This is a nice paced rhyming poem that examines foxgirls. There is a magic to the lines that flows nicely, a form but one that is a bit loose, that allows for shifting, that matches the freedom and flexibility of the woman being honored. The rhyming also gives the poem a playfulness that is a bit deceptive as it covers a strong darkness that pervades, a danger and also a threat from outside. That foxgirls are pursued, that their freedom is an affront to some that want to crush it, that want to kill it, that want to capture it. And so the freedom in bending the stanza structure while also adhering to a rhyming pattern is a clever choice and something that I think pays off well. It’s a subversive poem, one that plays with labels as much as myth. The foxgirls here are both literal (magical beings that are part fox, who are tricksters and seductresses) as well as women who are called foxgirls in order to shame them and strip them of power. The poem wrests the power back into the word, into the title, reclaiming that wildness, that danger, and questioning how much of the foxgirl’s reputation is earned and how much of it springs from misogyny and an attempt to oppress. And the poem’s just rather fun, too, with a solid beat and a sound that’s fresh.
"Men of Their Times" by Jim C. Hines
It would be slightly weird of me to leap up, clap this article on the back, and say “hurrah!” because, as this article kinda emphasizes, one white person clapping another white person on the back for saying something in a conversation about racism is…well, yeah. But this is an interesting look not at racism among literary figures but at the arguments people now use to excuse ignoring the racism of literary figures. I mean, obviously this works for many many things. One cannot exactly look back at literary figures and works and not talk about misogyny, for example. And people have a tendency to want to say “but we’re better now” as a way of hand-waving away calls to simply not ignore that literary history does not stand magically outside social history. The article looks at how people try to steer arguments about how texts hurt people into the realm of “you’re just over-analyzing” (I tend to hear this a lot from people who are terrified about analyzing certain aspects of texts but will go on for hours about other minutia). And it does a fair job of capturing the ways that people try to obfuscate and derail conversations that need to happen in order to have a full understanding of canon and gatekeeping and oppression. I mean, in some ways the article is about talking points to counter other talking points. But it does a good job of it, I think, and I found it a rather thoughtful read. Indeed!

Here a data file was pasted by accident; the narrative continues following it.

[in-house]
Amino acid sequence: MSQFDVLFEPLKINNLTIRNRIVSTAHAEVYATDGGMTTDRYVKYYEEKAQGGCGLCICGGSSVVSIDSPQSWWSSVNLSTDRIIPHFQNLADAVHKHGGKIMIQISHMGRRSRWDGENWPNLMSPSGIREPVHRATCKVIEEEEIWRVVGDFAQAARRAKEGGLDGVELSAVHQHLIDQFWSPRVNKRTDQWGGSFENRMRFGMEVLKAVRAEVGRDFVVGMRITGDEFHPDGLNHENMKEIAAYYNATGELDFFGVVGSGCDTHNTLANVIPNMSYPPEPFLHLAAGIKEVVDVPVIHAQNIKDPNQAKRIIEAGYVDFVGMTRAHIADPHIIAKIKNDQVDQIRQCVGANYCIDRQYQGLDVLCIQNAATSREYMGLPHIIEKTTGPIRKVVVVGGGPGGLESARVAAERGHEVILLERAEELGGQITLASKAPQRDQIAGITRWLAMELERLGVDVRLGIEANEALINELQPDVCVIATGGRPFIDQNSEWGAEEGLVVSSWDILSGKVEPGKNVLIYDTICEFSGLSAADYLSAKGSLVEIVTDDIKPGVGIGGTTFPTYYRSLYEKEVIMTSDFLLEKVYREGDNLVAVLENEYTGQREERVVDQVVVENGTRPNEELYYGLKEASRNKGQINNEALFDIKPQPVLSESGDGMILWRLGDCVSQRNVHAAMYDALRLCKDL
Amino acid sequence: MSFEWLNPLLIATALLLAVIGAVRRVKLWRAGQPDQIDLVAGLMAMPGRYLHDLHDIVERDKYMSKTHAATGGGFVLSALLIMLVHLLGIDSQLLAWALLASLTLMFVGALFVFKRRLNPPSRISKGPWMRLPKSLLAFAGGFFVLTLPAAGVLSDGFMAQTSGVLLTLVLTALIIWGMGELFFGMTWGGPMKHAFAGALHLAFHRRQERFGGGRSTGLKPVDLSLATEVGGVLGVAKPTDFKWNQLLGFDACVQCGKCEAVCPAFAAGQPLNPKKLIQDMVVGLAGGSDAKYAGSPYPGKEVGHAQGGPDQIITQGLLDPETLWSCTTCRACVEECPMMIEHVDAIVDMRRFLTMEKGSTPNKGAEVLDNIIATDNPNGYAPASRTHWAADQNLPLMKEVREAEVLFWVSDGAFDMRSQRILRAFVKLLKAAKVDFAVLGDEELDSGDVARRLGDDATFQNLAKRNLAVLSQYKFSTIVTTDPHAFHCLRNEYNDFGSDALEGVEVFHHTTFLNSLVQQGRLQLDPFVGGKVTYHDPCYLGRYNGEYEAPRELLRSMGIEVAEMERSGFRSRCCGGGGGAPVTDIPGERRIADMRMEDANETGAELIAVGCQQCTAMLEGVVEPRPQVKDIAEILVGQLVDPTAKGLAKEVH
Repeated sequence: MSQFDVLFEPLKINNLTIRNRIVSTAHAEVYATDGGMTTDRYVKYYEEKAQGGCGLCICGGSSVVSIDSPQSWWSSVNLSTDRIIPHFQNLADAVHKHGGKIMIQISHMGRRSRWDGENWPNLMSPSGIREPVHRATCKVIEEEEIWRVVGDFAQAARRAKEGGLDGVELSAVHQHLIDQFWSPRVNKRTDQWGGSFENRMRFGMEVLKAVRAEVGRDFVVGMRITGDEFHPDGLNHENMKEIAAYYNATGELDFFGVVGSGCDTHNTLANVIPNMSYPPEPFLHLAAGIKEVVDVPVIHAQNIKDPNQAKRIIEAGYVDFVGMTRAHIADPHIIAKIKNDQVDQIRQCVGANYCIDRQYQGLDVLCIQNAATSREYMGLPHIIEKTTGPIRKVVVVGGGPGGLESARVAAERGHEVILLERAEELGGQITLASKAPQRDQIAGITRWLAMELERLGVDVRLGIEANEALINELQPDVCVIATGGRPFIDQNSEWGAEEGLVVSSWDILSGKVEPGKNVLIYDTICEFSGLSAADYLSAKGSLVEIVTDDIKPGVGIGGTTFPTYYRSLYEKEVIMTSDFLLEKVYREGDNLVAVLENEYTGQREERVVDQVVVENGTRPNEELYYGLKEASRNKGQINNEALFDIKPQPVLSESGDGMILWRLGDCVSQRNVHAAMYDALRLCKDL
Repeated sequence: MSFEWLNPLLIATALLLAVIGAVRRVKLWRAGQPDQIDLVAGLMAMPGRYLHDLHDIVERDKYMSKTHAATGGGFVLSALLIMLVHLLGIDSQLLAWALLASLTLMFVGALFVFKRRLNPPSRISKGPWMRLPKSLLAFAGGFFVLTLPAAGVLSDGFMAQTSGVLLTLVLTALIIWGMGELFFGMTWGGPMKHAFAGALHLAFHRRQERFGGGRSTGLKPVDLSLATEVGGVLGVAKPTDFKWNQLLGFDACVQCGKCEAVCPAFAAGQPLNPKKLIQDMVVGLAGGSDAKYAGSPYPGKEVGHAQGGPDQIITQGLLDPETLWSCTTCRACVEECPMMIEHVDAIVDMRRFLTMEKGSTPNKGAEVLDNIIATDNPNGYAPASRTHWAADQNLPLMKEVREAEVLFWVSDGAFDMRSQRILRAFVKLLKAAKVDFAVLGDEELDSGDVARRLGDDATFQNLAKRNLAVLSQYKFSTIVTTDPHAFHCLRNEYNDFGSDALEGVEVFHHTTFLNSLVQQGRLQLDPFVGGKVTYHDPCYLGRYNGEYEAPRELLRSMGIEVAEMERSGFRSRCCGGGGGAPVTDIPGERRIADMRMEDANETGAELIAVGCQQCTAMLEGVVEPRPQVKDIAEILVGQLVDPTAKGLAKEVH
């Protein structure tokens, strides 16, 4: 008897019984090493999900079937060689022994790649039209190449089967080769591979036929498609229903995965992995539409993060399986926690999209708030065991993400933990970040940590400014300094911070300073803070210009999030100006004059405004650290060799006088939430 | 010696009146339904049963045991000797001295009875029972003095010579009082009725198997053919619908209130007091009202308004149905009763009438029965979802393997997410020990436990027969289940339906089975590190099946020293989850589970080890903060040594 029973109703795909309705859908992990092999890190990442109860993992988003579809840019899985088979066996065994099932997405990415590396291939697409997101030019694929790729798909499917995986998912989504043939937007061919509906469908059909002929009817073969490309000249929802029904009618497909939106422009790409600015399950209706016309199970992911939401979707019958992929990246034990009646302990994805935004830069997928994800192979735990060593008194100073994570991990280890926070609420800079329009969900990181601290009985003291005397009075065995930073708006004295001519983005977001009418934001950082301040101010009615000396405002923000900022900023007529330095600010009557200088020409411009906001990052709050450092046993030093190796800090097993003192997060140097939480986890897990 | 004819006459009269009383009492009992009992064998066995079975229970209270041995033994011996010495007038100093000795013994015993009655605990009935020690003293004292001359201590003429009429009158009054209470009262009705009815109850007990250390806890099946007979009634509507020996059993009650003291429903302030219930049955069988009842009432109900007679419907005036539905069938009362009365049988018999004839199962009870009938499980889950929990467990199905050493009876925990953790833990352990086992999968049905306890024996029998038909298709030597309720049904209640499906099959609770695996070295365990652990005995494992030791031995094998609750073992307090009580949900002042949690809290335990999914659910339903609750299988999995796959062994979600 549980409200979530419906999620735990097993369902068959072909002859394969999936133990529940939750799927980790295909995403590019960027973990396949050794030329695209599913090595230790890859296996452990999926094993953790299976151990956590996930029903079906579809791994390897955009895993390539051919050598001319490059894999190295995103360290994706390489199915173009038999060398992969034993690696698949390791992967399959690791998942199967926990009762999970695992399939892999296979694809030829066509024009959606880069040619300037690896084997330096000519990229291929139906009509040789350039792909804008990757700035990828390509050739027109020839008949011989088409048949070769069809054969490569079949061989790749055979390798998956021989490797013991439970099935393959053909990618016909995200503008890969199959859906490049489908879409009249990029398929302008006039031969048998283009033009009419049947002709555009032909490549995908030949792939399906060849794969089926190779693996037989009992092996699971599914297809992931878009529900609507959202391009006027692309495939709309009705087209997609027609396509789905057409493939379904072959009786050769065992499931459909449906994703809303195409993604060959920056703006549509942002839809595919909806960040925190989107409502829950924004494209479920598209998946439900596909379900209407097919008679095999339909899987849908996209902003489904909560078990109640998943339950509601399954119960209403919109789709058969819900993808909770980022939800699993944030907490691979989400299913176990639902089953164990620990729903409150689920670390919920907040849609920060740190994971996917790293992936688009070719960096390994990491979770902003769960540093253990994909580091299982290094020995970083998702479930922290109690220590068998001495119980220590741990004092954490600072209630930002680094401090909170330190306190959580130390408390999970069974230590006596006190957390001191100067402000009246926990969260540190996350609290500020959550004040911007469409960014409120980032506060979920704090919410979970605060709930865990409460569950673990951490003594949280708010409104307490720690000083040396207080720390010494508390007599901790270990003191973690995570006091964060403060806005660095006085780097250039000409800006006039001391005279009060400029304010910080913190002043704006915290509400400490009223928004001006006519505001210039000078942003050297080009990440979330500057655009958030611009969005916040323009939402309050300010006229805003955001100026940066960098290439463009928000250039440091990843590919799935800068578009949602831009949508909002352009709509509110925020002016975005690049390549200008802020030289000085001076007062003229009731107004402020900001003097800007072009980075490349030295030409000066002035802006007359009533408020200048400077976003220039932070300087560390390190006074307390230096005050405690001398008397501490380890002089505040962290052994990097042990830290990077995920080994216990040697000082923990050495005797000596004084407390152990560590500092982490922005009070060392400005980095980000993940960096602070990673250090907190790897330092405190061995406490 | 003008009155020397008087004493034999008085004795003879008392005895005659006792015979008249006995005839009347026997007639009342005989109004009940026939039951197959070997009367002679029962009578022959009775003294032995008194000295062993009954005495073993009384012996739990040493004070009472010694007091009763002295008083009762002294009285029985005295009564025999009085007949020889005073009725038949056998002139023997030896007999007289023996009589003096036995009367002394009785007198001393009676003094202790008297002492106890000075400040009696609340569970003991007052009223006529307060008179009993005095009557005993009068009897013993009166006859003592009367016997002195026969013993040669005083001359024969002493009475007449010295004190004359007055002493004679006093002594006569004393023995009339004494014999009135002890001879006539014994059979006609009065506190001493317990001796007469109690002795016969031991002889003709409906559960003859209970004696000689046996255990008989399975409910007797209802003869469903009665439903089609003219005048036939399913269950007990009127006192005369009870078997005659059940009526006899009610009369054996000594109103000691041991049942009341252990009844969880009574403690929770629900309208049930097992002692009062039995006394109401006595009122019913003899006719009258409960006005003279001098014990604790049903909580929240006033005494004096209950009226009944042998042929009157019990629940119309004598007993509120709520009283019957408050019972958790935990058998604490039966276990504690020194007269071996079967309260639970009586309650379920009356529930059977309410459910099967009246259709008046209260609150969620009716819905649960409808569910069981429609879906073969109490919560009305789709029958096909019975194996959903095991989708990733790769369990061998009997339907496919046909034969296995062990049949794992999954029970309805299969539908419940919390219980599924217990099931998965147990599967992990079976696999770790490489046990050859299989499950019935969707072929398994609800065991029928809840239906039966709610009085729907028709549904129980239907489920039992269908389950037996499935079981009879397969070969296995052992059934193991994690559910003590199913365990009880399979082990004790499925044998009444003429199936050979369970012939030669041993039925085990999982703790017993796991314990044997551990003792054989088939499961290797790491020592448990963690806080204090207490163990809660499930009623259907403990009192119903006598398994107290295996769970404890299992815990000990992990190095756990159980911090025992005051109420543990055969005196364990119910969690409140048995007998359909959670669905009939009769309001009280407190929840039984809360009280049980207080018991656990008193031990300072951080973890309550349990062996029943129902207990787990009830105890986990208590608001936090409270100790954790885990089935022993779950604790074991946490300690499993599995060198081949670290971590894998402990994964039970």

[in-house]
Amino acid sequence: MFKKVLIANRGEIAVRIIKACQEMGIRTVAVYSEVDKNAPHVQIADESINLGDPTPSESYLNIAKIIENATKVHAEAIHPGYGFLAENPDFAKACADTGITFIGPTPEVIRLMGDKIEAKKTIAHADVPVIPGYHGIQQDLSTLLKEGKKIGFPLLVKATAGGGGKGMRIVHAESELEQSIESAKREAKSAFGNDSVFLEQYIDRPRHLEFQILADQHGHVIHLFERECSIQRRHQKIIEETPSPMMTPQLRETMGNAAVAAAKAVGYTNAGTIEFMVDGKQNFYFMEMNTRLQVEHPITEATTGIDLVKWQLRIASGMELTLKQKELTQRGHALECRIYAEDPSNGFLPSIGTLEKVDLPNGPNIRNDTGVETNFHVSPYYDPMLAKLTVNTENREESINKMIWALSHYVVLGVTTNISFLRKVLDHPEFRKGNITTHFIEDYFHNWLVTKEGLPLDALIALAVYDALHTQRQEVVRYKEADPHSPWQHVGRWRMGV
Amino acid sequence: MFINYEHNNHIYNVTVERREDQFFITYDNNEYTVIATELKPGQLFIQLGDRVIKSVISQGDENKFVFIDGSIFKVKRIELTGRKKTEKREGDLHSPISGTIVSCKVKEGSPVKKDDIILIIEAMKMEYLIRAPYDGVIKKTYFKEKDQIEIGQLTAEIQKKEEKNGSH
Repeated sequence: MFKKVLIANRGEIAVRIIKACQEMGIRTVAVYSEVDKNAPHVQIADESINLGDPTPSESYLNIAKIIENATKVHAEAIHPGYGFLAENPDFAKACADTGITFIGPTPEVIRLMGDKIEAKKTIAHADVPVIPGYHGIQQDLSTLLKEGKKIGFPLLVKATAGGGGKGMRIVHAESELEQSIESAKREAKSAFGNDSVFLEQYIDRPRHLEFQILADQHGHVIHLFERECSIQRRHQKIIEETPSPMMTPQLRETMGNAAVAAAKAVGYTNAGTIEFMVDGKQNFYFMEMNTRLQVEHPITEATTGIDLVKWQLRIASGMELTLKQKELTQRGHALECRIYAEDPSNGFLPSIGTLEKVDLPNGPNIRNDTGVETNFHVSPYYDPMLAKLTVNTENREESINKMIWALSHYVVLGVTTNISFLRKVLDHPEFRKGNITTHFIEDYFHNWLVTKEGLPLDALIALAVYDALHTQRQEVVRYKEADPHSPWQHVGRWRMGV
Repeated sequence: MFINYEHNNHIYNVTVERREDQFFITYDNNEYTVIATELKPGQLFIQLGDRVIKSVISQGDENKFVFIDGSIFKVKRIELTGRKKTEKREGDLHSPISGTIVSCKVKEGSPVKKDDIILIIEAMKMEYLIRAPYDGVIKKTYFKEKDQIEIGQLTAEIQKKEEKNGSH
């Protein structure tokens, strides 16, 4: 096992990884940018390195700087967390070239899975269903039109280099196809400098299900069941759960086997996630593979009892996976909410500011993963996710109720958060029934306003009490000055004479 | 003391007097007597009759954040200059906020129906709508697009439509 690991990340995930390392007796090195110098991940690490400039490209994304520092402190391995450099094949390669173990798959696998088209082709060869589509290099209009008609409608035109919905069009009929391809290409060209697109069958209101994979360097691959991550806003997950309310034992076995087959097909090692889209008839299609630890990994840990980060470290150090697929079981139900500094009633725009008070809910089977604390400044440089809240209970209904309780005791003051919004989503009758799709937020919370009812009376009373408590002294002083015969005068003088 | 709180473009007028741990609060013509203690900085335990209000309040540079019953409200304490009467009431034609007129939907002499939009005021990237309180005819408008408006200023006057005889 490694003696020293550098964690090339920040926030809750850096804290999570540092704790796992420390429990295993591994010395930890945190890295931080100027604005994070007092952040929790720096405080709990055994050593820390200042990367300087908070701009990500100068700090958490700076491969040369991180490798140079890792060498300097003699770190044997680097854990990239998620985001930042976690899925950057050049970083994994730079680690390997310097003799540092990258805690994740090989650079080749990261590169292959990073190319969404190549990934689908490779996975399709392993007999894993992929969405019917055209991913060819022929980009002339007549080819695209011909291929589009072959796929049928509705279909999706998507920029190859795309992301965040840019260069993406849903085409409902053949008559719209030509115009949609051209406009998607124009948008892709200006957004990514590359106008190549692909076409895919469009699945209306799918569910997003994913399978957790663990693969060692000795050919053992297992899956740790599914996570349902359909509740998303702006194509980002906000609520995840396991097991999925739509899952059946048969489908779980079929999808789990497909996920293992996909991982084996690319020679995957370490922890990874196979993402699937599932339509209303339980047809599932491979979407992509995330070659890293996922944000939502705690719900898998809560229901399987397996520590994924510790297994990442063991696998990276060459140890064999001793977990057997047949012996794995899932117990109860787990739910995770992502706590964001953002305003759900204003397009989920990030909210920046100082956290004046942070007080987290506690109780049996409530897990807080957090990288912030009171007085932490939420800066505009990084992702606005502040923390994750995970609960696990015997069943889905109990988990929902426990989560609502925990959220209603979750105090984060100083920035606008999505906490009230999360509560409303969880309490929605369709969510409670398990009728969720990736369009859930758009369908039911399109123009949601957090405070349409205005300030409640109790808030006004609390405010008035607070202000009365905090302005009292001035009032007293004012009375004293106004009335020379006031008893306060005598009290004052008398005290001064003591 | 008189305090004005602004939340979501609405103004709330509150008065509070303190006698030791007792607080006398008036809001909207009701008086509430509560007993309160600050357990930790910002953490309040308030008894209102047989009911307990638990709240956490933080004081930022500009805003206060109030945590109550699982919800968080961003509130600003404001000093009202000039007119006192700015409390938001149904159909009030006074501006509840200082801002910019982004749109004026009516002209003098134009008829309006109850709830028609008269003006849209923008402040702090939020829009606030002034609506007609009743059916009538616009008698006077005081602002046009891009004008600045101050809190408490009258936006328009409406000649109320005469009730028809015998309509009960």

"Furry Fandom" by Kyell Gold
Ah, in another life I would have been a HUGE furry. It’s something that’s always interested me and I’ve been hanging around the fringes of anthropomorphic animal awesomeness for a long time. And yes, I avoided being open about it like the plague because I avoided anything that might be construed as not “normal” like the plague (hurrah toxic masculinity). Seriously I kind of want to get into it now but feel like I have…not enough time to do everything that I want to do and I’m so used to doing it in private now that I’m now afraid that if I got into it I’d be doing it wrong somehow. But this article is a very informative sort of “Hi there” from at least one individual making sure people know that furry fandom isn’t just something talking heads on television and the internet make fun of on a slow news day (hurrah toxic masculinity!). I actually really like the aesthetic and there is something rather fun about imagining a world where there are animal people. I do rather regret that I didn’t get into more fandoms when I was younger and had more time, but this article does a nice job of assuring me that it’s not too late. Definitely an interesting read and for people wanting to know what furry fandom is, maybe read this instead of doing an internet search. Way more informative and engaging!